Its process does involve examining some private information that isn’t available in the firehose API, such as users’ phones number and IP addresses. Perhaps Musk could have sought some of that information before buying the company, instead of waiving his right to view any nonpublic information about Twitter before buying it. Perhaps Twitter could have found some ways to share it without violating its user base’s expectations of privacy.
But to walk too far down that road makes the mistake the Post does, assuming that these are complaints raised in good faith. They’re not. Laundering them through the press was a predictable next step in Musk’s effort to lower the deal price, and a few steps after this one we should expect to see the whole thing land in a courtroom.
Oh also, an investigation revealed that Elon Musk had twins with a top executive from his company Neuralink last year. He subsequently tweeted that he is “doing [his] best to help the underpopulation crisis.”
A nice thing Substack did recently was make it easier for writers to recommend other newsletters on the platform. You can find all my recommendations on this page, along with short blurbs on what I like so much about the publications. New subscribers to Platformer on the web will also see a pop-up highlighting a handful of my recommendations at random.
These recommendations are not sponsored, and I make them without consideration to whether a newsletter links back to me. There’s no quid pro quo here, just sincere enthusiasm.
I’ve benefited significantly from other people recommending Platformer — the newsletter has gained more than 4,000 free subscribers in the past two months, and Substack recommendations seem to be a big reason why. And so I’m excited to point more people to some of the new media I love most — Crypto Island, She’s a Beast, Read Max Read, and all the rest.
- Video of the Highland Park shooting has continued to spread despite rapid removals from social networks. The framing of this story suggests this is a platform problem; I think it’s an unfortunate consequence of having an internet. (Davey Alba and Cecilia D'Anastasio / Bloomberg)
- The US Office of Government Ethics declared that officials working on crypto-related policies and regulations are forbidden from owning cryptocurrencies. (Cheyenne Ligon / CoinDesk)
- An amendment to the United Kingdom’s online safety bill would prevent platforms from removing news content until they had notified publishers and given them a chance to appeal. (Dan Milmo / Guardian)
- A timely primer on the Digital Markets Act and Digital Services Act, which could reshape platforms and competition after they received final approval from European Parliament this week. (Ashley Gold / Axios)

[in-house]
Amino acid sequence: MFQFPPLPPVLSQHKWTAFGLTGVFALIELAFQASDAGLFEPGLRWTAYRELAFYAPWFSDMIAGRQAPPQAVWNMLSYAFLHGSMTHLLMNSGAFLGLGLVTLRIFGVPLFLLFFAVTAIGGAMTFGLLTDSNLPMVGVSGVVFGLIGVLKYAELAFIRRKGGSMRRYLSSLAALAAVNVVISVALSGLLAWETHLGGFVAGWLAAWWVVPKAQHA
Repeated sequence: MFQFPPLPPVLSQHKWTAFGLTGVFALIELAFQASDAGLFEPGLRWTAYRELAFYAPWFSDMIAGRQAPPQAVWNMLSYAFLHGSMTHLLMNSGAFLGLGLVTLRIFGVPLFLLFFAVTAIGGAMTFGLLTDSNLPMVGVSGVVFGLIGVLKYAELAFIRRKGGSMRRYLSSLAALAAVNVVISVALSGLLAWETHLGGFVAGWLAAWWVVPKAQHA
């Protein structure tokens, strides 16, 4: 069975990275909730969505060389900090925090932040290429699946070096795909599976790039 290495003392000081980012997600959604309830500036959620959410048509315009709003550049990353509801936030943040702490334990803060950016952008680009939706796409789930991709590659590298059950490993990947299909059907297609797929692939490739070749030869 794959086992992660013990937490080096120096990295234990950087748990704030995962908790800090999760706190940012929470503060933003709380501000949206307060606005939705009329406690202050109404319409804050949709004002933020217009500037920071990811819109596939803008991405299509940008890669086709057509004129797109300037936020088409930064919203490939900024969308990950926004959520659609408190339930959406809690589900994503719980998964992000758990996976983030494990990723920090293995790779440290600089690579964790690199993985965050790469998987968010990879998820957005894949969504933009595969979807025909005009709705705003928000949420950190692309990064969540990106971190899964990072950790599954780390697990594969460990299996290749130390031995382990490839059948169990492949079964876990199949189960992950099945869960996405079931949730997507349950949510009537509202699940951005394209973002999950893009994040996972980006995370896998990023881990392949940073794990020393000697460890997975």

- The FBI and Britain’s domestic security agency issued a rare joint warning about the threats of Chinese espionage designed to steal tech companies’ intellectual property. (Max Colchester / Wall Street Journal)
- YouTube blocked a film documenting human rights violation in Kashmir on demand of the Indian government. (Aarathi Ganesan / Medianama)
- Meta introduced new “Meta accounts” allowing people to log into its virtual reality interface without using a Facebook account. (Adi Robertson / The Verge)
- Meta’s forthcoming high-end virtual reality headset will be called the Meta Quest Pro and cost more than $1,000. (Mark Gurman / Bloomberg)
- Google said it has begun holding “moral imagination” workshops to help employees think through the potential negative consequences of AI. Would love to hear more about this! (Google)
- A look at Amazon’s efforts to accelerate live-streaming e-commerce, offering thousands of dollars in bonuses to creators. (Dave Lee / Financial Times)
- The value of Yandex, Russia’s biggest tech company, collapsed from $31 billion to $7 billion after the invasion of Ukraine. (Neil MacFarquhar / New York Times)
- Geography fanatics are playing GeoGuessr, in which players attempt to rapidly identify the location of images taken at random from Google Maps’ StreetView. “You can click to travel down roads and through cities, scanning for distinguishable landmarks or language. The closer you guess, the more points you score.” (Kellen Browning / New York Times)
Those good tweets
Talk to me
Send me tips, comments, questions, and NFT features: email@example.com.